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The Illusion of Safe Neighborhoods

How safe is Paris? Compared to many world capitals, Paris is generally a very safe city. However, looks can sometimes be deceiving, especially when it comes to Paris’s most famous avenue, the Champs Elysees.

Tuileries garden – while walking around the Tuileries on a quiet afternoon, I was immediately approached by a girl of about 12 years old, holding up a a card asking for money. She also spoke fluent English. You’ll find ‘romanie’, ‘les gens de voyages’ or ‘gitanes’ (no longer politically correct) gypsies at train stations (particularly during the summer months). The main thing is to keep alert, and never be distracted in conversation with friends or family when you are ‘in transit’ i.e walking through Paris’s train stations or Metro corridors.

If you maintain an alert attitude at all times, you are less likely to have any hassles.
Pickpockets can work best when you are occupied either with friends, or purchasing food at quick food stands in train stations.

Certain Metro lines and Metro stops tend to be more ‘at risk’ than others, particularly on the more tourist jammed lines such as the #1 line which runs from the Champs Elysees stop to the Louvre and the Marais.

Chatelet with its long corridors between connecting trains also has a reputation for attracting pickpockets. If you are staying at a reasonably safe hotel, you might consider leaving certain travel documents, either in a room safe, or locked in your suitcase.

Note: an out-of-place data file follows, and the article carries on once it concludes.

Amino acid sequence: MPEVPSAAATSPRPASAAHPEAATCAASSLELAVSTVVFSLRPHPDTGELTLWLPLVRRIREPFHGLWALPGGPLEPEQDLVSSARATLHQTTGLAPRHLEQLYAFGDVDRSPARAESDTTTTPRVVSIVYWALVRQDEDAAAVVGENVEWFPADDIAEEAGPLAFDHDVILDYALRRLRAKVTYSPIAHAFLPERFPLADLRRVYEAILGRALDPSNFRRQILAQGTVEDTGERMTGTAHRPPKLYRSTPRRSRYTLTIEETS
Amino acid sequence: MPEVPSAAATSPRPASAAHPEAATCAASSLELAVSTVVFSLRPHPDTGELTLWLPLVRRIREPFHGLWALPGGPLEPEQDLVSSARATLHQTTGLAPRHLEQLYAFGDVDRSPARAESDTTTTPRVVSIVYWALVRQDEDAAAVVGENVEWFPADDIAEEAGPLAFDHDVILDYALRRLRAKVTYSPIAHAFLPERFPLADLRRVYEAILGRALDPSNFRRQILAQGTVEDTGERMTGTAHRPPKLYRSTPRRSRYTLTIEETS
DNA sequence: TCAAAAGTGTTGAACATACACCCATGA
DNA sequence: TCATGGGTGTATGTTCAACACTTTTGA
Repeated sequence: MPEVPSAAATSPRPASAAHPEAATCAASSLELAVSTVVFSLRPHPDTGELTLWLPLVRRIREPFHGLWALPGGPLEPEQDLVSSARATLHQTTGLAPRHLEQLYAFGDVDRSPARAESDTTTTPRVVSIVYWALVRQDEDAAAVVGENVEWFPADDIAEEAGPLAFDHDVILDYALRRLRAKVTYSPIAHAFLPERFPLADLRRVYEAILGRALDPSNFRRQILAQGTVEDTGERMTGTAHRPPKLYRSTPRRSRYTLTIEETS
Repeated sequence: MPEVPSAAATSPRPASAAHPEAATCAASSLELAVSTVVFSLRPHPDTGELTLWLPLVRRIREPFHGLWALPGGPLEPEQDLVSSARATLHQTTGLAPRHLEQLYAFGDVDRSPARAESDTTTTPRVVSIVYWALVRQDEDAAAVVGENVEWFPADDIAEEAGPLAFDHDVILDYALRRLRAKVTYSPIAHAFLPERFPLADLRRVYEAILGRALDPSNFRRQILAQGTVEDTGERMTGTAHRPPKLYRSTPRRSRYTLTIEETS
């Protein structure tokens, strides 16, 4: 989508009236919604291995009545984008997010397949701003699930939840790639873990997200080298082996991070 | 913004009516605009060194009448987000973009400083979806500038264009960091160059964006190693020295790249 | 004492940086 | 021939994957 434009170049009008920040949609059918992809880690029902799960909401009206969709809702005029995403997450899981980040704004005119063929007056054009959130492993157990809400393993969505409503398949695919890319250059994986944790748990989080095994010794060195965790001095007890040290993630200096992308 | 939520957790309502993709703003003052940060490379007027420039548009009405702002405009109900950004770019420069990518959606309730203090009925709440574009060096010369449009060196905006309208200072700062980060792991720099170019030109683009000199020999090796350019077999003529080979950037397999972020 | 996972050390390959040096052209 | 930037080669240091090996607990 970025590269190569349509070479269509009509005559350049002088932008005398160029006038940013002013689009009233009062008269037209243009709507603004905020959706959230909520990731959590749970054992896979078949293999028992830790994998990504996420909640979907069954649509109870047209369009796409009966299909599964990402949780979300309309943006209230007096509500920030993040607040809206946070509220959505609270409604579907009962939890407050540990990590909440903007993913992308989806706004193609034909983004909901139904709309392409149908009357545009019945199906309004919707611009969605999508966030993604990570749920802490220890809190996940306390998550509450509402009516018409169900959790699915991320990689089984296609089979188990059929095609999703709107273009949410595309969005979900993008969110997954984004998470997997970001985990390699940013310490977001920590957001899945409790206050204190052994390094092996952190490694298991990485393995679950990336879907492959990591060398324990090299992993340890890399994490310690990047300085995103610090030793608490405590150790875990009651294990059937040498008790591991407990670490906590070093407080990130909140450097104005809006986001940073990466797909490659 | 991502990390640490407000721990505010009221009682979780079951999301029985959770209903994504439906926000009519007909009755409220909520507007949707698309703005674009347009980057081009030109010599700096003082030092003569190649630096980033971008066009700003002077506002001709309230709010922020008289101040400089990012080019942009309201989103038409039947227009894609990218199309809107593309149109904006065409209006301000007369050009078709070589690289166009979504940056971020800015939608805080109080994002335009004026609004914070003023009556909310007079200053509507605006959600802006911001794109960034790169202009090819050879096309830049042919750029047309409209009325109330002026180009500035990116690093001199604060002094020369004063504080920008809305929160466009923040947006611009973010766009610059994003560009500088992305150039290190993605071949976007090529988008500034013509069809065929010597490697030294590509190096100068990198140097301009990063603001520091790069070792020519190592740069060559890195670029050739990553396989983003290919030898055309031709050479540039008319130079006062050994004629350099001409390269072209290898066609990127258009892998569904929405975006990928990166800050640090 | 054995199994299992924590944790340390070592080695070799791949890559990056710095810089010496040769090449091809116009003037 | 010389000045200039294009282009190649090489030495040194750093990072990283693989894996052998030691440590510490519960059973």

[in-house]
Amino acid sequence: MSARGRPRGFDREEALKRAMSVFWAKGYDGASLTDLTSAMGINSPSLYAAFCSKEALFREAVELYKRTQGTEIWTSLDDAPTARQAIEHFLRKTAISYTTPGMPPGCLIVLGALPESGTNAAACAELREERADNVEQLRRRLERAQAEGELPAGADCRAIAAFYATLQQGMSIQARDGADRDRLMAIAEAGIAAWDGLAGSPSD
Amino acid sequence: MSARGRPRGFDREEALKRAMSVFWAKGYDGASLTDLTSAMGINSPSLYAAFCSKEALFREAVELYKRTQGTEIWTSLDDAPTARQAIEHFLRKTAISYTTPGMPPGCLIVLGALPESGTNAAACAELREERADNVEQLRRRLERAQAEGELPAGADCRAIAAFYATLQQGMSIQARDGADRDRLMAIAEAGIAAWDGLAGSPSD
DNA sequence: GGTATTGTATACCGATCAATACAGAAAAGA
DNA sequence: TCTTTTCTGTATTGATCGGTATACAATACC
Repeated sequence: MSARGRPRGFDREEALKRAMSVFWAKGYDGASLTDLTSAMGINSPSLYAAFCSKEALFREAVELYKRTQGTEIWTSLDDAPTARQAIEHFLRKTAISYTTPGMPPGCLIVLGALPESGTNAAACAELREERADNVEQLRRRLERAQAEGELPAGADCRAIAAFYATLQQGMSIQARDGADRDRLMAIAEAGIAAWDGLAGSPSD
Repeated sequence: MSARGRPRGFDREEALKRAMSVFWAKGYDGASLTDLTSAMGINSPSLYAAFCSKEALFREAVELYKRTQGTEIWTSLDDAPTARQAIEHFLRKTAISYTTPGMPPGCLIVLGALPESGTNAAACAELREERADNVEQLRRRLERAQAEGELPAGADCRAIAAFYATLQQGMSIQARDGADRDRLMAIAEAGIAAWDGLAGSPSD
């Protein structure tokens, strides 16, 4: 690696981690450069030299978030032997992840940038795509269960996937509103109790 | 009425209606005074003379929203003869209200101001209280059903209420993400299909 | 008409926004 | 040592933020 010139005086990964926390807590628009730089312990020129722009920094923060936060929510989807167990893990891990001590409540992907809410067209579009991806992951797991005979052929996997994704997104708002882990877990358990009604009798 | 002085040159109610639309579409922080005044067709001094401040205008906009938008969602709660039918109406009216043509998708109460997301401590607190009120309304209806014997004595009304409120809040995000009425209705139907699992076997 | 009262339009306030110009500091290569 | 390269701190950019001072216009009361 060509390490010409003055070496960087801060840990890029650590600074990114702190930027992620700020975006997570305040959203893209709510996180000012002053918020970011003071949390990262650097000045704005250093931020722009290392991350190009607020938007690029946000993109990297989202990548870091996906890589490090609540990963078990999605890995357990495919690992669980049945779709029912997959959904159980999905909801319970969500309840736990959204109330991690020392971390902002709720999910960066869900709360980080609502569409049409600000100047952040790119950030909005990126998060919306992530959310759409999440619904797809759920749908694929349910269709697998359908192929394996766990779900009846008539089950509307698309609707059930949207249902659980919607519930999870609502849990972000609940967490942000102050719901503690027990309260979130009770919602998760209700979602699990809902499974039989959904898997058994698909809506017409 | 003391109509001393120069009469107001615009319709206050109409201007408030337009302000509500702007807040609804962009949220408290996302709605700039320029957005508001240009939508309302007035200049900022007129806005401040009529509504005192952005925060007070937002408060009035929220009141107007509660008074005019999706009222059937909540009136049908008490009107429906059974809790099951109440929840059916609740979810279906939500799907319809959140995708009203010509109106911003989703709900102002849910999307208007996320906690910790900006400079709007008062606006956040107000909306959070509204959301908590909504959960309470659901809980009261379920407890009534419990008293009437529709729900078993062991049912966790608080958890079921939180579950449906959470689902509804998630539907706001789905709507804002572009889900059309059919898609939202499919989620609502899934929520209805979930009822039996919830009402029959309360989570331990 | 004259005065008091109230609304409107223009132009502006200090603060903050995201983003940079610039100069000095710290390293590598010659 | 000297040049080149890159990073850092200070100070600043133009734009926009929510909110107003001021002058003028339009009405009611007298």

Over recent years, the ‘Champs’ has gone through changes, some good and not so good. Once marred with bumper to bumper parking, the sidewalks were expanded during the nineties and new rows of trees were added. Plenty of underground parking has made the avenue much more pleasant for walking.

On the negative side, much of the ‘cache’ of past years has been substituted with the type of ‘glam’ which doesn’t really represent Paris at its best – when it comes to designer boutiques (these, you’re more likely to find on the adjacent avenues such as Avenue Montaigne.

But even more disturbing is the increase in crime. Designer purse snatching has been around for a long time, but a new addition are the ‘ladies of the night’ who have moved their operation from the outskirts of the ‘Champs’ right onto the Avenue.
So, if you happen to encounter extremely attractive women eager to ‘show you around’ beware! You may leave Paris with a much lighter wallet.

Needless to say, exercise the same kind of caution regarding handbags, wallets, etc. that you would use in more dicey neighborhoods. Don’t let the tree-lined, tranquil avenue fool you.

Women alone: The French police have been doing a pretty good job apparently. A ‘Montparnasse’ area rapist who had attacked at least five women in the Montparnasse area has been picked up with the help of women’s reports and also with video surveillance. Keep in mind that many of the Metro trains have operators – if you have a problem while using the Metro, stay close to the front car which will be closer to the operator. Do not linger on Metro platforms after they’ve emptied out – and take compartments that are populated.

Of course, most of this is common sense that you use instinctively in any major city. Generally speaking women should feel comfortable about walking around on their own in the evening, keeping in mind that you still should stick to streets that have foot traffic.
Latin Quarter, Montparnasse, Bastille are all busy nightspots. Save your walks to less populated areas for the daytime.